13. The Commissioner should be specially vested with the duty and power to protect European minorities (e.g. Roma or persons with disabilities). In this situation the Commissioner should be empowered to lodge applications to protect such groups. Again this is all the more important if NGOs are not anymore in a position to support cases brought by individuals belonging to such groups. Whilst this moves the character of litigation away before the Court from individual applications towards general measures we believe this to be a trend that has already been set by the adoption of the pilot judgments procedure.

14. We would also like the Commissioner to be able to make recommendations to the governments of Contracting States with respect to the adoption of appropriate national measures for both the observance and further realisation of human rights.

The Commissioner: Education and Outreach

15. The enhanced role for the Commissioner should build on the excellent work that has already been undertaken by his office and others within the Council of Europe. We are particularly heartened by the current Commissioner’s public engagement through the use of social media and the internet. This is something that must be continued.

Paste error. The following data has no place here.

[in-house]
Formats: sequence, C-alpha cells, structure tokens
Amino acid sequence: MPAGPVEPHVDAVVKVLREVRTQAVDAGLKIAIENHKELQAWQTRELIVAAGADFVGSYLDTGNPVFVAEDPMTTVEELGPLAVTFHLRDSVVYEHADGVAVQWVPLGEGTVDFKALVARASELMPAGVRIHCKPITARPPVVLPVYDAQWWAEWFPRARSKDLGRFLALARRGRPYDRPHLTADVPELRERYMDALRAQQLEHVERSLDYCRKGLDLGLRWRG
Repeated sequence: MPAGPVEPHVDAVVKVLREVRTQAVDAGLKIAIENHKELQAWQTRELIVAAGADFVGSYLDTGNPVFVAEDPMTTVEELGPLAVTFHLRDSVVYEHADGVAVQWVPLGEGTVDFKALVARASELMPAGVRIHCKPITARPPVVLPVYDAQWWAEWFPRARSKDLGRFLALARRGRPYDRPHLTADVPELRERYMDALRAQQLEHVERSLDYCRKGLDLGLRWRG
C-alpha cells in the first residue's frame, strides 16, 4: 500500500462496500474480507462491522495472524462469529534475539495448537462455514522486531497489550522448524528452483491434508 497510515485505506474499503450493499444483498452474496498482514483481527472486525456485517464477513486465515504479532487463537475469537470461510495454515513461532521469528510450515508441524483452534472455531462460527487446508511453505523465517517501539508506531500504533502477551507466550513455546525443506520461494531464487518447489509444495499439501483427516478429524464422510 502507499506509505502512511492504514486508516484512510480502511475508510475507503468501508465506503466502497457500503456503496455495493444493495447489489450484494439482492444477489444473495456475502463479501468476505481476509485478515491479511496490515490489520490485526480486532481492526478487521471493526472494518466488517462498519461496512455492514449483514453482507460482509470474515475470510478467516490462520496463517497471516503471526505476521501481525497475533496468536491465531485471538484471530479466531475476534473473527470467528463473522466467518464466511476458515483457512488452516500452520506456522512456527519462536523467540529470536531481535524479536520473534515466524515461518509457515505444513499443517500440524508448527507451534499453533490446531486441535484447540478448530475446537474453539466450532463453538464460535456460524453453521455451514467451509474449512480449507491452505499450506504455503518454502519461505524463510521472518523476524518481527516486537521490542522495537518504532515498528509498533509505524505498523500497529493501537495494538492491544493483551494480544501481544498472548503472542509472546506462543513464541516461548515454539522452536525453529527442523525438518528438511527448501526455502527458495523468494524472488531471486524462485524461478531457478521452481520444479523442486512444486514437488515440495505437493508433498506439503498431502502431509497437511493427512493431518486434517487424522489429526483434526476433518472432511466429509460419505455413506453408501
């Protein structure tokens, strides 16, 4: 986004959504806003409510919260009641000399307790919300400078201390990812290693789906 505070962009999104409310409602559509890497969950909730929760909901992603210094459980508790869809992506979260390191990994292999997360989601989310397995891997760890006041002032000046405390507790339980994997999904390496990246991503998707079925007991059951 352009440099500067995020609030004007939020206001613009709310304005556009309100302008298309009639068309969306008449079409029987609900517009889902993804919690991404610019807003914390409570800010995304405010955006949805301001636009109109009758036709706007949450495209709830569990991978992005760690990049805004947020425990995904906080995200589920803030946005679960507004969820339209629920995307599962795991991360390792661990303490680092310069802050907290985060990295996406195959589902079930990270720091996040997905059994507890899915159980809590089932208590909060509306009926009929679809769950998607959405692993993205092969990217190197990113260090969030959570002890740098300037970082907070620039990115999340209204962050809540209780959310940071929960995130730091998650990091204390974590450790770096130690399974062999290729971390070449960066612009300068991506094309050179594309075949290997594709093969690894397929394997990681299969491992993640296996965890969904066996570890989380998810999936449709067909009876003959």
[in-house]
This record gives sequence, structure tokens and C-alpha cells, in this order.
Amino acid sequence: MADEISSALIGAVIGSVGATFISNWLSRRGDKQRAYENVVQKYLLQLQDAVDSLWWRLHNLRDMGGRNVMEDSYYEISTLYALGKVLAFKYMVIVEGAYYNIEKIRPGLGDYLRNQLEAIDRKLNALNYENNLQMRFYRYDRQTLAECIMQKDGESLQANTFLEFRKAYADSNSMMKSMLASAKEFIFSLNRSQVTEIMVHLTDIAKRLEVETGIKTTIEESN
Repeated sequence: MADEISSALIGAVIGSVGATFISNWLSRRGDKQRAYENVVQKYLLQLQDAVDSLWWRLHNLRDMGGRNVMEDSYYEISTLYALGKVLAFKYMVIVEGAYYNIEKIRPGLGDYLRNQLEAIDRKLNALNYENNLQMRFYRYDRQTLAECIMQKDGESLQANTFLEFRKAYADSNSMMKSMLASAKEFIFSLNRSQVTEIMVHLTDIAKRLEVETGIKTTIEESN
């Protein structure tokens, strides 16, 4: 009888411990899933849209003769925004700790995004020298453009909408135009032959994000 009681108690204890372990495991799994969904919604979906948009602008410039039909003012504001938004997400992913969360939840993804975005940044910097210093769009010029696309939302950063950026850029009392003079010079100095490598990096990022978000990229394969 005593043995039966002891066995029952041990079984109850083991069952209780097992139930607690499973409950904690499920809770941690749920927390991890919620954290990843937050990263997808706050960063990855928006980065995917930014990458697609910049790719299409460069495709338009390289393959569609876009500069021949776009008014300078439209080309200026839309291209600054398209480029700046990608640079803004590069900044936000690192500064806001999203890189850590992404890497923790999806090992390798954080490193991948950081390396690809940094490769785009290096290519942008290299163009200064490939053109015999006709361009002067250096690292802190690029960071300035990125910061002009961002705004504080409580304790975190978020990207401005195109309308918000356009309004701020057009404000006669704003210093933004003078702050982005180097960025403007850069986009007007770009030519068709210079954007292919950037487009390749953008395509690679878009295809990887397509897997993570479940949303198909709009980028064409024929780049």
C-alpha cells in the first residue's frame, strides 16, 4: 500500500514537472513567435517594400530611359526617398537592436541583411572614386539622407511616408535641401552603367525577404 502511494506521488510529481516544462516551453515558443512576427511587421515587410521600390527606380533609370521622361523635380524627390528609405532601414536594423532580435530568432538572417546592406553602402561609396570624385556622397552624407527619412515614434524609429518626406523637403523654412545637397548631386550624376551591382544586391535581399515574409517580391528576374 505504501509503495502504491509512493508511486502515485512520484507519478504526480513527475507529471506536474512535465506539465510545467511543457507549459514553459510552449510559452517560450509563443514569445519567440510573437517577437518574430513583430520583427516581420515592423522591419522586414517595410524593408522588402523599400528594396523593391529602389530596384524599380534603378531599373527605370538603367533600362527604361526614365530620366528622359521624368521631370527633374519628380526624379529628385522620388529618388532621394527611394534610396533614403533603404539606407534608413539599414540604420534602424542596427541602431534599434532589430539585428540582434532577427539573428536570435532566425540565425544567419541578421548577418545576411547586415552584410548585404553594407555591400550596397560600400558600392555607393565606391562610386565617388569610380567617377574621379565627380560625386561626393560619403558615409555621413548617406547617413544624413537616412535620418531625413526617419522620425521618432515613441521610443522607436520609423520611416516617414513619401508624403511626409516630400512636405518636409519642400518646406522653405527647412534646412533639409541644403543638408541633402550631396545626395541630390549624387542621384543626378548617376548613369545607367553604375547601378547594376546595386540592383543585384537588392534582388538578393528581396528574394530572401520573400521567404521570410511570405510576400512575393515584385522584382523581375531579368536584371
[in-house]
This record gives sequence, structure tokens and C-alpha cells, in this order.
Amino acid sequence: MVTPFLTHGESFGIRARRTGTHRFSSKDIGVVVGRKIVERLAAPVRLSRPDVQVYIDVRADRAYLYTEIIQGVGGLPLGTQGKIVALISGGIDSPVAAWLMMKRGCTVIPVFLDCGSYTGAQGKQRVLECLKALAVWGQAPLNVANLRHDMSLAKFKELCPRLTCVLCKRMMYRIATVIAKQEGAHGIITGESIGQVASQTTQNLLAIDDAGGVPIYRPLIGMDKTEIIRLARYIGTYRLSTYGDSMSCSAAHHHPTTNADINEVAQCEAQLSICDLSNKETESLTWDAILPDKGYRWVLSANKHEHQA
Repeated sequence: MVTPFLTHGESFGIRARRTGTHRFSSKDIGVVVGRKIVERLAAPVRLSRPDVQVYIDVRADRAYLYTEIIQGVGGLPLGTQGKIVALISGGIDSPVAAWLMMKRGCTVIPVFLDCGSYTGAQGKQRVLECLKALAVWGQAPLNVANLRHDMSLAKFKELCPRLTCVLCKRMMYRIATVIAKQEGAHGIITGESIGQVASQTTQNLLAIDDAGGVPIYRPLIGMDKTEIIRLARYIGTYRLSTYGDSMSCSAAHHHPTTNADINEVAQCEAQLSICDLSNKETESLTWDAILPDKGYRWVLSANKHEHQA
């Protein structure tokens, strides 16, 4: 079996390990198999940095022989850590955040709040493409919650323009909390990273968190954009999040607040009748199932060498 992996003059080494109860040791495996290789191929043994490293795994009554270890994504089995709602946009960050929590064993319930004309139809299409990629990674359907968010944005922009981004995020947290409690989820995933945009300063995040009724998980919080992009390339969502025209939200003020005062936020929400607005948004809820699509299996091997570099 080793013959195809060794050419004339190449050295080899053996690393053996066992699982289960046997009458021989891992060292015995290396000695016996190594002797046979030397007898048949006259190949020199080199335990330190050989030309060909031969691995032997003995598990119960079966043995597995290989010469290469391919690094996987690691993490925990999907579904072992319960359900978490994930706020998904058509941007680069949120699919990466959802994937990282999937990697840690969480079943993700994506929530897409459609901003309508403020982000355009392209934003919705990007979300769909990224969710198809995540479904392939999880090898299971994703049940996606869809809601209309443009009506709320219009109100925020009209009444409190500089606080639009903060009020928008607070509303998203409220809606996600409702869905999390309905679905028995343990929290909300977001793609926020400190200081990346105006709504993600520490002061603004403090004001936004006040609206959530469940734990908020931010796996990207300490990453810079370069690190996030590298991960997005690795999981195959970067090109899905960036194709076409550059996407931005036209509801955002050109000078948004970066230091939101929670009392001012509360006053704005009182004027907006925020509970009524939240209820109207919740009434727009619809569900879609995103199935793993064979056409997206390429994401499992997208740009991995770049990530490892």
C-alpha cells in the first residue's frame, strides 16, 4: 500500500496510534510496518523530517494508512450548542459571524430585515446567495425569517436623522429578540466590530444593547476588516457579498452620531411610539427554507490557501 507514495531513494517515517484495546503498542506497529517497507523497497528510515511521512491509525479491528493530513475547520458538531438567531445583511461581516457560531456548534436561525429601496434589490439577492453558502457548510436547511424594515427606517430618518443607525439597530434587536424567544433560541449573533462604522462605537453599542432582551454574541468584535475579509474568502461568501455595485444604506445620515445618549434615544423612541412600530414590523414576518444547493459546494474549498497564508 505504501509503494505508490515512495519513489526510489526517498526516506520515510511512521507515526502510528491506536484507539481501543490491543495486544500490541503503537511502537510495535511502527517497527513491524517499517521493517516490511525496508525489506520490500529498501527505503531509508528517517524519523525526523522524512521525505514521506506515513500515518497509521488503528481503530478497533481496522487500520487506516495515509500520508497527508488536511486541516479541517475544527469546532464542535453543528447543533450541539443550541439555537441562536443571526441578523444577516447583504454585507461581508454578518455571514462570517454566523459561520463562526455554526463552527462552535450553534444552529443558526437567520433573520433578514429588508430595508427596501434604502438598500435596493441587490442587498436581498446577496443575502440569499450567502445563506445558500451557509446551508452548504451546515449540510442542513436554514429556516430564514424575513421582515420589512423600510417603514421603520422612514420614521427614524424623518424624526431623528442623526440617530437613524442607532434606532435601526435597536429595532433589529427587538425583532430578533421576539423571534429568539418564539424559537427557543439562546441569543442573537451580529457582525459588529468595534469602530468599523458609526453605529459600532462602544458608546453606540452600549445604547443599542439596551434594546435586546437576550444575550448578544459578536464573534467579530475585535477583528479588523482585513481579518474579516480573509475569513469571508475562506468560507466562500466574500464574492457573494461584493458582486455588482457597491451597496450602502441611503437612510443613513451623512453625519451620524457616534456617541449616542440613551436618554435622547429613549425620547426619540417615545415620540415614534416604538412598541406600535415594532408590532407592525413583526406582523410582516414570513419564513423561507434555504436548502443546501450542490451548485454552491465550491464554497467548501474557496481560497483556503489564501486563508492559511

16. The Commissioner should continue to develop an awareness of human rights amongst the citizens of the State parties to the Council of Europe as well as the workings of the human rights system, especially the Convention. In particular, the Commissioner should promote an understanding of the Court and how citizens may bring applications before the Court. This is particularly important as Protocol No 15 has set a tighter deadline for applications. Taken with the growing uncertainty over the existence and role of NGOs in some contracting States this function will become ever more important.

The Commissioner: Better Enforcement of Court Judgments

17. The current enforcement mechanism for court judgments is arguably in need of further support, as the British prisoners’ right voting case demonstrates. The apparent lack of good faith, as required in international law, in implementing court judgments is a matter of concern, and may pose a serious threat to the developing European ordre public. At this critical juncture in the constitutional development of Europe we argue that a robust response is necessary to strengthen the European constitutional order of which the Convention is an integral part.

18. Therefore, we propose that in cases where implementation of the judgment of the Court is problematic the Commissioner could use his good offices to assist the States with compliance. This could include meeting with the relevant authorities, referring the authorities to relevant literature on the topic, suggesting alternative phrasing in legislation, etc. Moreover, should a State persist in refusing to comply with a particular judgment and refuse to engage in a meaningful dialogue with the Commissioner, then the Commissioner should be empower to recommend to PACE the suspension of the voting rights of that State.